Employees with positive COVID-19 antigen rapid test result entitled to paid sick leave: MOM
SINGAPORE: Those with a positive COVID-19 antigen rapid test (ART) result should be allowed to work from home if they are able to do so, read a tripartite advisory published by the Ministry of Manpower (MOM) on Saturday (Sep 25).
If working from home is not possible, employers should treat the period of absence as paid sick leave.
This can take the form of paid outpatient sick leave or paid hospitalisation leave, without requiring a medical certificate, said the advisory.
Workers with a positive ART result should immediately inform their employer and begin their self-isolation at home.
"Employees should not be asked to take no-pay leave for the period of self-isolation. Employees may return to the workplace when they get a negative ART result after 72 hours," the advisory added.
Employers should also not ask these workers to report to the workplace even though they may be physically well.
This guideline follows the change in approach by the COVID-19 multi-ministry task force in managing individuals who test positive on the ART but have no evident symptoms.
As announced on Sep 17, such individuals are advised to self-isolate and monitor their health at home, instead of rushing to the nearest general practitioner clinic or hospital, which may risk exposure to other infections.
"This is a risk-calibrated approach that will allow Singapore to focus the use of primary care and other healthcare resources on COVID-19 patients at higher risk of falling severely ill," said the advisory.
MOM added that most workers do not need to undergo a confirmatory polymerase chain reaction (PCR) test after getting the first positive ART result.
"After 72 hours of self-isolation, the employee should repeat the ART. If the result is negative, the employee may return to work and daily activities.
"However, if the result is positive, the employee should continue to self-isolate, and take another ART every 24 hours until the employee receives a negative ART result."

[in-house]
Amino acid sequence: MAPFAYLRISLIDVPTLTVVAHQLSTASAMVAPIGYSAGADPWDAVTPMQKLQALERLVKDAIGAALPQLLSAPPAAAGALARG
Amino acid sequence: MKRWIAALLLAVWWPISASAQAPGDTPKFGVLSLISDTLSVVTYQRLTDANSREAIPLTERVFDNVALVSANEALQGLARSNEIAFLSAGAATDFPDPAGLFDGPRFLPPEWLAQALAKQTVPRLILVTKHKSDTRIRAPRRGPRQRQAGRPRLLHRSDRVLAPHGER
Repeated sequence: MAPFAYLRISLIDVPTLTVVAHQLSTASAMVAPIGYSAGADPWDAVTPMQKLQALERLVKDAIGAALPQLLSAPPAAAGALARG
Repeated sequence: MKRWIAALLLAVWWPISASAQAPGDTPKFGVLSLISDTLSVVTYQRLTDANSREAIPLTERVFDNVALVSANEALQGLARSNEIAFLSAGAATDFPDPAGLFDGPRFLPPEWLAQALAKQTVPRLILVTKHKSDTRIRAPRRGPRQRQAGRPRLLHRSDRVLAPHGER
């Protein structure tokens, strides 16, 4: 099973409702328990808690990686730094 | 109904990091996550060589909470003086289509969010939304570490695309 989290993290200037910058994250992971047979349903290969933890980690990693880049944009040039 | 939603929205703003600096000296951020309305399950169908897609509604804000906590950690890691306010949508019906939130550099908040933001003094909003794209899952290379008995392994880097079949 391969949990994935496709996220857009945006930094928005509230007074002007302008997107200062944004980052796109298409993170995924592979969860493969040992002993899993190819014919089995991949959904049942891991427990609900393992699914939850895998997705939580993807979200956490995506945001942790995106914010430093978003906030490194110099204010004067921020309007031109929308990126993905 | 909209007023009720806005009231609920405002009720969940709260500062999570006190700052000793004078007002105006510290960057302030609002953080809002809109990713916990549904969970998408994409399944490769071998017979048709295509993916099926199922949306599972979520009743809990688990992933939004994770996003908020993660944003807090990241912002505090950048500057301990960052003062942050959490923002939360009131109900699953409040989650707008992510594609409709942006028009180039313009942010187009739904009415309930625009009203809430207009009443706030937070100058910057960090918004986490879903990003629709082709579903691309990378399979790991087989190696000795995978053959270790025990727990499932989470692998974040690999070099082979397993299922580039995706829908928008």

MOM also published an FAQ page to address some common queries by employers and employees.
As an exception, these groups of people are recommended to take a confirmatory PCR test after testing positive on the ART:
- Those working in healthcare and eldercare settings
- Those working or studying in pre-schools or primary schools
- People under quarantine order, stay-home notice or who have received a health risk warning
- Individuals who are above 80 years old and vaccinated, or aged above 70 and unvaccinated
A confirmatory PCR test may also be necessary if symptoms arise.
Those with a positive PCR test result will be issued isolation or quarantine orders, as will their family members.
"Under the Employment Act, these employees will be on paid hospitalisation leave during the period of quarantine," said MOM.
"Employees who test PCR negative and are physically well can return to work while those who are unwell should consult a doctor for further assessment."
On whether workers can be placed on no-pay leave, the ministry said employers "should exercise compassion and flexibility" in supporting the needs of their employees.
"Every employee who has at least three months of service is entitled to up to 60 days of paid sick leave, including hospitalisation leave, which should generally be sufficient to cover self-isolation," it added.
Employees who are household members of ART-positive but physically well individuals should monitor their health for 10 days and do regular ART self-tests.
Workplace close contacts of ART-positive employees are advised to do the same.
"There are no movement restrictions on these employees so long as their ART self-test results are negative. This means that they can return to the workplace if they are unable to work from home.
"But they should limit interactions with others as much as possible," the advisory added.
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